Ward's Rolling Shot-Attempt (Corsi) -For Percentage (2008-15):
Ward's HERO Chart (via Own The Puck):
Ward's Past Seven Seasons (via Stats.HockeyAnalysis.com; click to enlarge):
Key Stat: Ward had four independent three game point streaks during the 2014-2015 season, two of which occurred during the Stanley Cup Playoffs.
Interesting Stat: As expected, Ward’s best single offensive performance of the season also occurred in the playoffs, during Game 6 against the Rangers. Ward’s three points (one goal, two assists) was his highest single game output since April 10th, 2014 against the Carolina Hurricanes.
The Good: Despite turning 34 this season Ward continued his success as a puck possession player and secondary scoring threat, despite typically being cast in a more defensive role. Once the playoffs rolled around, however, Ward became Washington’s primary scoring threat, as his nine points in 14 games lead all Capitals skaters. His goal in Game 7 against the Islanders, the first of the game, got the Capitals off to the start they needed to skate to a 2-1 series clinching victory in sixty minutes. He followed up that performance with the game winning goal in Game 1 against the Rangers thanks to a fabulous Alex Ovechkin pass.
Reunited with Barry Trotz for the first time since the 2010-2011 season afforded Ward some comfort with the team’s new style of play and structure. He averaged .75 points per game through the season’s first month but tailed off during December and January. Ward continued to dominate the board battles on the ice at Verizon Center using his large lower body which helped his linemates control both the puck and play. Ward has skated in every game since the start of the 2013-2014 season, these past two years in Washington the first time the forward has played in all 82 games. He skated in his 500th career NHL content on March 3rd, 2015 against the Columbus Blue Jackets.
The Bad: Ward’s production dropped by fifteen points this season despite skating in the same number of games (five fewer goals and ten fewer assists). During the regular season Ward’s shooting percentage dropped by more than four percentage points, from last year’s career-high 18% (that's what's known as "regression to the mean"). His 7.7% shot success in the playoffs marked a career low for Ward, despite firing more pucks on net than ever before during the second season (2.78 per game).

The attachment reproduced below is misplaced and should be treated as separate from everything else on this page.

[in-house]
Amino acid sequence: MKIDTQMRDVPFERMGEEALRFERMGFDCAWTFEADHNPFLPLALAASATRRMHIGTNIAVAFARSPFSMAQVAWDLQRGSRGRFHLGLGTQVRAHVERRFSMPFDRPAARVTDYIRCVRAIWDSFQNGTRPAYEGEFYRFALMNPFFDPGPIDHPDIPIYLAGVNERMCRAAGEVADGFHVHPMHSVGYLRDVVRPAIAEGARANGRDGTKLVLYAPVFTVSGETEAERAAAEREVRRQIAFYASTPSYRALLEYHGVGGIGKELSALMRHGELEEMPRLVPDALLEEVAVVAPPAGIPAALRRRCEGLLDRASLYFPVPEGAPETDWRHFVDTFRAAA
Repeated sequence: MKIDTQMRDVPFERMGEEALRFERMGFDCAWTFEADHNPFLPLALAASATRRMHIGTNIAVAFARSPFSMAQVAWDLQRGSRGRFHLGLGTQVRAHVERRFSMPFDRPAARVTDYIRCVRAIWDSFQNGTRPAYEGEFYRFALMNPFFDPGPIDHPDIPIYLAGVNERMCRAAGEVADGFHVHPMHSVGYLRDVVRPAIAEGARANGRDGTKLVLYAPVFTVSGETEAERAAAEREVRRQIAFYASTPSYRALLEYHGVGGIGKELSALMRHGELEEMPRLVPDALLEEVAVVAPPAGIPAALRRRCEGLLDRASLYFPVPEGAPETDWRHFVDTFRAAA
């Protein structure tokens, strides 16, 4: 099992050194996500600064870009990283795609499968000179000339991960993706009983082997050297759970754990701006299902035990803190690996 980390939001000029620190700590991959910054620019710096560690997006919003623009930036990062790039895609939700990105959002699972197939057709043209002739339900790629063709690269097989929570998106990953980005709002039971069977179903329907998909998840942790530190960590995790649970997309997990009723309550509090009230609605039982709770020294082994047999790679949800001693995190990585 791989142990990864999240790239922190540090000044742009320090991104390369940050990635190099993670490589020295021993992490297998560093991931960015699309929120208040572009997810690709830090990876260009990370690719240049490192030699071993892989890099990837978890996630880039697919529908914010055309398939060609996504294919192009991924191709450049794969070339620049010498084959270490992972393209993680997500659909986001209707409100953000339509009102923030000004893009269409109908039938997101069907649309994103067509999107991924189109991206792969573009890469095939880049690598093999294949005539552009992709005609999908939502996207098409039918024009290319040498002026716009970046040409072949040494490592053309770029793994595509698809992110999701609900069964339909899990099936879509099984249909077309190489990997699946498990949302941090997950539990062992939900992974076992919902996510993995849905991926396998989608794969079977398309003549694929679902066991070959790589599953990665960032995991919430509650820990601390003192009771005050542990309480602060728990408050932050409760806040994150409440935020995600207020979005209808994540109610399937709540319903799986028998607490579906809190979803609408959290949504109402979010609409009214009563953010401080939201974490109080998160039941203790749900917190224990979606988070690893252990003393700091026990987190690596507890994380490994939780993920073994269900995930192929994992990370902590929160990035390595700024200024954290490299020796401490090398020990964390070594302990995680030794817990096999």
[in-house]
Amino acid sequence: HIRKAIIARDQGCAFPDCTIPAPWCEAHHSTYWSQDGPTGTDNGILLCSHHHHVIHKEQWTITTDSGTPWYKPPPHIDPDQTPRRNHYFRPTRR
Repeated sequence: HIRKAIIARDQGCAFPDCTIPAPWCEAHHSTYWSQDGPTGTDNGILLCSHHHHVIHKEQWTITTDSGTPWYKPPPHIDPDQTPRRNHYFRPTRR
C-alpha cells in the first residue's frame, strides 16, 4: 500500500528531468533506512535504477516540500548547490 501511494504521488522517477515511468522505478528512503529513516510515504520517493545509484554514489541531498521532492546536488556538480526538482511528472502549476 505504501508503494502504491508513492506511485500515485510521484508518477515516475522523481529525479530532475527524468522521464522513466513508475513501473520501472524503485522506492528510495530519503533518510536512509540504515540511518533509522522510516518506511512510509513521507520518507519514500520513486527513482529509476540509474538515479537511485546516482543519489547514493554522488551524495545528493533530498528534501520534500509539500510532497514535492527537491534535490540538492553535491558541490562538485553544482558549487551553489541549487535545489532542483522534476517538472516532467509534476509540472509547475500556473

This season was the final year of Ward’s four-year, $12 million contract and plenty of teams will inquire about Ward’s future plans. Although he has expressed a desire to stay in Washington, DC there will be at least one team willing to outbid the Capitals for Ward’s services (in either dollars or term), and GM Brian MacLellan will need to decide what this team’s maximum offering is.
The Vote: Rate Ward below on a scale of 1-10 (10 being the best) based on his performance relative to his potential and your expectations for the season - if he had the best year you could have imagined him having, give him a 10; if he more or less played as you expected he would, give him a 5 or a 6; if he had the worst year you could have imagined him having, give him a 1.
The Discussion: What is the maximum (dollars and years) that you'd like to see the Caps offer Ward to return? If he leaves, who fills his role(s)? And if he leaves, was his contract - an admitted overpay at the time - and time in D.C. worth it? What would it take for you to give him a "10" next year?